where Ξ represents the solidliquid interface region. x_{w} is the intersection positions on the lattice link of solidliquid interface marked by ϕ = 0, as shown in Fig. 21. x_{c} is the centroid position of the moving solid particle. Δ_{w} is defined as the interpolation parameter, which represents the fractīion of the intersected link within the fluid region, and Δ_{w} = ∣x_{f} − x_{w}∣/∣x_{f} − x_{b}∣.
In this work, a momentum exchange method with Galilean invariance is used to get δF_{i}(x_{w})^{52}
where u_{w} is the velocity of solidliquid interface, x_{b} is the boundary node within solid region, and \({{{{\bf{x}}}}}_{{{{\rm{f}}}}}={{{{\bf{x}}}}}_{{{{\rm{b}}}}}+{{{{\bf{c}}}}}_{\bar{i}}\delta t\), as shown in Fig. 21. The density distribution function within fluid region, \(\tilde{{f}_{i}}({{{{\bf{x}}}}}_{{{{\rm{f}}}}},t)\), is computed by Eq. (15), while \({\tilde{f}}_{\bar{i}}({{{{\bf{x}}}}}_{{{{\rm{b}}}}},t)\) is to be determined in the solid region.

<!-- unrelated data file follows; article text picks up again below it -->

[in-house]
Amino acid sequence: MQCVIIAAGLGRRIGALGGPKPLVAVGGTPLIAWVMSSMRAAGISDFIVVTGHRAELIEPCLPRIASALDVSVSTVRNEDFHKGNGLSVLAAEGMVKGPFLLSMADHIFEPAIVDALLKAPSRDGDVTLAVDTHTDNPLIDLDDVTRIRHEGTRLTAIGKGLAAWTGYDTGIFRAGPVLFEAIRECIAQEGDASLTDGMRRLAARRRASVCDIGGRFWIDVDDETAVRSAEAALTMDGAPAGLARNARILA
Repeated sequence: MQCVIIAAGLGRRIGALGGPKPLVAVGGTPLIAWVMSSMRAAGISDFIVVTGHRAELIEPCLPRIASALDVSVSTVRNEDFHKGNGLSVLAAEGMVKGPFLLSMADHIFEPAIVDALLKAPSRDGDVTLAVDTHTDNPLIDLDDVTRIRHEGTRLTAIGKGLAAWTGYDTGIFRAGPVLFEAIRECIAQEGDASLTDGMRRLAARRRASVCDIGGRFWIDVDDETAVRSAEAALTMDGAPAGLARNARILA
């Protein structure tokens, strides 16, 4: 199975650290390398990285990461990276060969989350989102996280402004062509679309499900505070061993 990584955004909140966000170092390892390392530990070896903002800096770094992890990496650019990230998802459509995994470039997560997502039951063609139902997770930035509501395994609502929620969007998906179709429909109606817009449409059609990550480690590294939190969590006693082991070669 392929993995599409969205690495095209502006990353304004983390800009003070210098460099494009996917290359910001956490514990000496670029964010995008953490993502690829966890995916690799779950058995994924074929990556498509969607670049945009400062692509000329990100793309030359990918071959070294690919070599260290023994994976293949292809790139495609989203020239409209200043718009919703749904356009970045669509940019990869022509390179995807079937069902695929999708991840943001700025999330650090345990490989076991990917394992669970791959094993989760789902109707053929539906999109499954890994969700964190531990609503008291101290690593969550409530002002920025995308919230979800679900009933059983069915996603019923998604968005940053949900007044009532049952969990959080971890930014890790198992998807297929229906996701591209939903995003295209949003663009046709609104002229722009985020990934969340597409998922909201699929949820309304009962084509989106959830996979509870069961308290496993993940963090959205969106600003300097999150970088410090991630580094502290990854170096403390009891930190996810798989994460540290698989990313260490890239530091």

The geometry of flow region is constructed by the dendrites with growth, remelting and sedimentation. The geometry of fluid zone will become very complex. A suitable method should be chosen to reconstruct the \({\tilde{f}}_{\bar{i}}({{{{\bf{x}}}}}_{{{{\rm{b}}}}},t)\). A fictitious equilibrium distribution function, \({f}_{i}^{* }({{{{\bf{x}}}}}_{{{{\rm{b}}}}},t)\) is introduced to realize above procedure. The reconstruction of the unknown distribution functions is described by^{53}
and
where χ is the weight coefficient and u_{f} is the fluid velocity at x_{f}. u_{bf} is the interpolated fictitious velocity, which is defined as